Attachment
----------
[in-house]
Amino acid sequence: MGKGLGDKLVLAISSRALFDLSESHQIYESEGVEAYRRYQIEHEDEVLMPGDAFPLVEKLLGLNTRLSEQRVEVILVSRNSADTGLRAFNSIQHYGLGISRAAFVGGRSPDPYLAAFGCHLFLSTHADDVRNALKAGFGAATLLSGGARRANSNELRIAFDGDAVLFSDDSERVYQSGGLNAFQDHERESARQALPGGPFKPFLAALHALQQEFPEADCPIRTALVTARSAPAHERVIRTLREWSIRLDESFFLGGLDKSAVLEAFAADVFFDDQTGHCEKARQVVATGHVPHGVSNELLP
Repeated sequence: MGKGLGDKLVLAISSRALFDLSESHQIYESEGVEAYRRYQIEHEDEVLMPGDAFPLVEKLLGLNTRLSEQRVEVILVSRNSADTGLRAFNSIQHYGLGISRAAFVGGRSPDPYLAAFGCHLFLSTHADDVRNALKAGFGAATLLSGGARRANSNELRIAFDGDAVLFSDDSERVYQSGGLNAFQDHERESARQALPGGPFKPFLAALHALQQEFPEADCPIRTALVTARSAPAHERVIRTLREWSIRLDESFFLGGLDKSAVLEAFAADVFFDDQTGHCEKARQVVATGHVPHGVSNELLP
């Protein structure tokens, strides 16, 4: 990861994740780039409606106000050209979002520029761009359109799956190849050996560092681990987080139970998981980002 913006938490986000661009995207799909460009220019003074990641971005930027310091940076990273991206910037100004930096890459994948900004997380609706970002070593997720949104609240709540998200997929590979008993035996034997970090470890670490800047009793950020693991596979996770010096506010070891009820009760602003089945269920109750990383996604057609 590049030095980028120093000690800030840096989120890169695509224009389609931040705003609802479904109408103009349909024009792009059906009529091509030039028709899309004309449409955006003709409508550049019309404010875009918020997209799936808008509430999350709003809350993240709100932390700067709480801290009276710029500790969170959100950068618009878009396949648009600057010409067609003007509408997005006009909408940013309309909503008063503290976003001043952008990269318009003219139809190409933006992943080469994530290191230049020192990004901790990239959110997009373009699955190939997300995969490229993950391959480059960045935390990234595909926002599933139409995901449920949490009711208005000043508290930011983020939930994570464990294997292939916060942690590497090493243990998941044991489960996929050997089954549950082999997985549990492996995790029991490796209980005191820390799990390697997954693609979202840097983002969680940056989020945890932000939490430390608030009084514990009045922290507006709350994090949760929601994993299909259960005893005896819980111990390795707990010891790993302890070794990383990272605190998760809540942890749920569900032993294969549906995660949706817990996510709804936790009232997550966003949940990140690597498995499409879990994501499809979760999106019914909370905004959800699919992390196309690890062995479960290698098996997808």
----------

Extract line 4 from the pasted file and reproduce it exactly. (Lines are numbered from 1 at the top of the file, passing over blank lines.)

């Protein structure tokens, strides 16, 4: 990861994740780039409606106000050209979002520029761009359109799956190849050996560092681990987080139970998981980002 913006938490986000661009995207799909460009220019003074990641971005930027310091940076990273991206910037100004930096890459994948900004997380609706970002070593997720949104609240709540998200997929590979008993035996034997970090470890670490800047009793950020693991596979996770010096506010070891009820009760602003089945269920109750990383996604057609 590049030095980028120093000690800030840096989120890169695509224009389609931040705003609802479904109408103009349909024009792009059906009529091509030039028709899309004309449409955006003709409508550049019309404010875009918020997209799936808008509430999350709003809350993240709100932390700067709480801290009276710029500790969170959100950068618009878009396949648009600057010409067609003007509408997005006009909408940013309309909503008063503290976003001043952008990269318009003219139809190409933006992943080469994530290191230049020192990004901790990239959110997009373009699955190939997300995969490229993950391959480059960045935390990234595909926002599933139409995901449920949490009711208005000043508290930011983020939930994570464990294997292939916060942690590497090493243990998941044991489960996929050997089954549950082999997985549990492996995790029991490796209980005191820390799990390697997954693609979202840097983002969680940056989020945890932000939490430390608030009084514990009045922290507006709350994090949760929601994993299909259960005893005896819980111990390795707990010891790993302890070794990383990272605190998760809540942890749920569900032993294969549906995660949706817990996510709804936790009232997550966003949940990140690597498995499409879990994501499809979760999106019914909370905004959800699919992390196309690890062995479960290698098996997808």